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Want to know more about Earthquakes? Here are 15 Interesting Facts about Earthquakes that I bet you didn’t know before reading this!

It’s one of the most powerful events caused by Mother Nature, and it can destroy cities, roads and cause buildings to collapse. Earthquakes can be devastating and be very dangerous. 

That’s why it’s a good idea to learn more about them, so you know what to do as well as the main cause of an Earthquake. 

Earthquakes have killed at least 13 million in the past 4000 years

These days, buildings are made to endure the forces of a quake, but not all societies have rebuilt their buildings, and even though they are supposedly safe, you can never be 100% sure.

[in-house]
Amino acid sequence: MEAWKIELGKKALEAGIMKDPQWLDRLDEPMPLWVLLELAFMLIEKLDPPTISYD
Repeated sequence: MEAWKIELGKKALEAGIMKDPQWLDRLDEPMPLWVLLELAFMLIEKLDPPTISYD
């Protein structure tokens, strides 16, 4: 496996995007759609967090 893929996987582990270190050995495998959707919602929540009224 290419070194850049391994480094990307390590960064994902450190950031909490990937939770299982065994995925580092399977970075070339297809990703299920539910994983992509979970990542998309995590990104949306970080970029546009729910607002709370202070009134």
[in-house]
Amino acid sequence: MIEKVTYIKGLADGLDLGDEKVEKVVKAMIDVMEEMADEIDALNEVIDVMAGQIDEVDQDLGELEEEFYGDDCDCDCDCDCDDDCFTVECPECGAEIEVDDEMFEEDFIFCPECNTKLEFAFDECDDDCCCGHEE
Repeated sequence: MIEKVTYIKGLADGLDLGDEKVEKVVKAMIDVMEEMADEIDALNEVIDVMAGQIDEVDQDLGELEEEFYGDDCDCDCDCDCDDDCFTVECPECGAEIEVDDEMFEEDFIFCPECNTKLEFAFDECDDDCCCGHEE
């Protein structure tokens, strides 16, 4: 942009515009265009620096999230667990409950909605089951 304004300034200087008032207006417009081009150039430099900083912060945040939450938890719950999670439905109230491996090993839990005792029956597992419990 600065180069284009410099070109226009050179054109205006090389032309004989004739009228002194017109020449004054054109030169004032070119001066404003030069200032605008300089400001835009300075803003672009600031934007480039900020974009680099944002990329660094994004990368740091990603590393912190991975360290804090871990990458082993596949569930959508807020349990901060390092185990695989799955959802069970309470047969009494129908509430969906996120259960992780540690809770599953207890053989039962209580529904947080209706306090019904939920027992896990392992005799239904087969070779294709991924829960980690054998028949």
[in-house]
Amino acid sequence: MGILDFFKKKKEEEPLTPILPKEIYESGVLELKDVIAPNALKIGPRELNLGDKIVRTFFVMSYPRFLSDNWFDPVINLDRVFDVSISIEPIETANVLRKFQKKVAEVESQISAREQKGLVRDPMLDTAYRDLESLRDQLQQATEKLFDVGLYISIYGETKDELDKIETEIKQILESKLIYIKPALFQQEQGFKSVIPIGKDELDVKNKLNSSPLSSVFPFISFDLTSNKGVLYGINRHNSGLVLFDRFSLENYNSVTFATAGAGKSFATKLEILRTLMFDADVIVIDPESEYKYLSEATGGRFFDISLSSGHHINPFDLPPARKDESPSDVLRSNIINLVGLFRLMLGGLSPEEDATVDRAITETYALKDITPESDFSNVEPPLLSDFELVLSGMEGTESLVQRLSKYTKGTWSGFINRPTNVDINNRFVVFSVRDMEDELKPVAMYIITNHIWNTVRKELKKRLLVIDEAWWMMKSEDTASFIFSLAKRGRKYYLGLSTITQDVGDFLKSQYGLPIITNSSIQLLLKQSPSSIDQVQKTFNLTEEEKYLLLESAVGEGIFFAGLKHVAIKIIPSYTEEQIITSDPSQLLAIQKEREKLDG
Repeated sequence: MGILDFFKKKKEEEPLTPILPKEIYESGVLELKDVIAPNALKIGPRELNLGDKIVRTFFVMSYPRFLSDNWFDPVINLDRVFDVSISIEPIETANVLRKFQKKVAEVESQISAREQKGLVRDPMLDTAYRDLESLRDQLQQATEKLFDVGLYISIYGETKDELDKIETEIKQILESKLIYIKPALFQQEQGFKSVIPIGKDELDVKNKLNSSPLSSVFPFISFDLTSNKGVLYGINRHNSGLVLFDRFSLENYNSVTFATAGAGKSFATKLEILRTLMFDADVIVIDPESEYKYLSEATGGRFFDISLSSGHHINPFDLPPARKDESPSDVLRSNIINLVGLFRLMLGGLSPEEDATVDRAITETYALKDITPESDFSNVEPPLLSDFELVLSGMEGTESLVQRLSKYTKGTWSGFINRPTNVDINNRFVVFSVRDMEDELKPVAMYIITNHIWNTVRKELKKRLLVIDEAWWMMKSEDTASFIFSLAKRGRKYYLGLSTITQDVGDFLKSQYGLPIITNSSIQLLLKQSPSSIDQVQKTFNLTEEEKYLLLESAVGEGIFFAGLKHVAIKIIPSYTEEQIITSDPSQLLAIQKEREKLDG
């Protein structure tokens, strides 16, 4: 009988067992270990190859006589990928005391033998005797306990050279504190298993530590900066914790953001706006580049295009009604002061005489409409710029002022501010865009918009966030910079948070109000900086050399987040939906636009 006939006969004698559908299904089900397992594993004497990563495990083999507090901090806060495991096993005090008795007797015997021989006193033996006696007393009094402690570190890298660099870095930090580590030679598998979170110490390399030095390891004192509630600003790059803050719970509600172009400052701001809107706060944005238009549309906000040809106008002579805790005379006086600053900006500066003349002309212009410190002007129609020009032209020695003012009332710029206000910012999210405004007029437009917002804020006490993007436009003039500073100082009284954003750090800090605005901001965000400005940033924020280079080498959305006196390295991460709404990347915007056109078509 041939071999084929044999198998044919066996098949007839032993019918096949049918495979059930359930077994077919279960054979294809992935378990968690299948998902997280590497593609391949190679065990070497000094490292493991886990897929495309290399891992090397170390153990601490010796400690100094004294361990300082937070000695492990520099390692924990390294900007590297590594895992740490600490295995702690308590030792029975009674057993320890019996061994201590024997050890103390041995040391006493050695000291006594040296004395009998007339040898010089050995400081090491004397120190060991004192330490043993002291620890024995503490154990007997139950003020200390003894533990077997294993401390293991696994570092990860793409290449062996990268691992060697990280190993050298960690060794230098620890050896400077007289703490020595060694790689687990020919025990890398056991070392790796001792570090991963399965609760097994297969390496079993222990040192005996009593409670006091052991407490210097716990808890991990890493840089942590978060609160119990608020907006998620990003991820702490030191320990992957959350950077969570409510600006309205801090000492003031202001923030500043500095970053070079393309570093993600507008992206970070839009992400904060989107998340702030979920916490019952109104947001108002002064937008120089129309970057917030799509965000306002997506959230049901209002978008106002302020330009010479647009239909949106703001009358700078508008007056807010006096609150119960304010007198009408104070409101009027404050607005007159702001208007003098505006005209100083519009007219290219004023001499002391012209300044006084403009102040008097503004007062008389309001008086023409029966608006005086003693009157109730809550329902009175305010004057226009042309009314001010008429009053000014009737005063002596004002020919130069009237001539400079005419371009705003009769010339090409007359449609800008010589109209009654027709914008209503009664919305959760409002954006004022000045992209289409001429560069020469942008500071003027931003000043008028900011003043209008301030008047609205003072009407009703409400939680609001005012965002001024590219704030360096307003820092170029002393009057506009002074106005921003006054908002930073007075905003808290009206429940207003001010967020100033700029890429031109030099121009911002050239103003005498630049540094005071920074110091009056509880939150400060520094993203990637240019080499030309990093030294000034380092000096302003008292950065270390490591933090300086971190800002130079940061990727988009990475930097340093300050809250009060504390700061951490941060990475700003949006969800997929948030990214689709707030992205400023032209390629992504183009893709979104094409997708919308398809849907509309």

Warnings have also become a lot more frequent, and people living in areas with a lot of earthquakes usually have warning systems in their cellphones, etc. But that’s not always enough, and sometimes it will still claim lives when the ground starts to shake. 

The most deadly earthquake ever recorded was one in central China in the 1800s, when more than 800,000 people lost their lives. Scientists estimate that more than 13 million people have lost their lives in the past 4000 years.

Most Earthquakes occur in the “Ring of Fire”

The Ring of Fire is a major area in the Pacific Ocean, and it’s the most geologically active area in the world. About 90% of all earthquakes in the world takes place here.

In 2018, more than 70 earthquakes occurred in the Ring of Fire in 2018, which sparked fear that “the big one” could happen.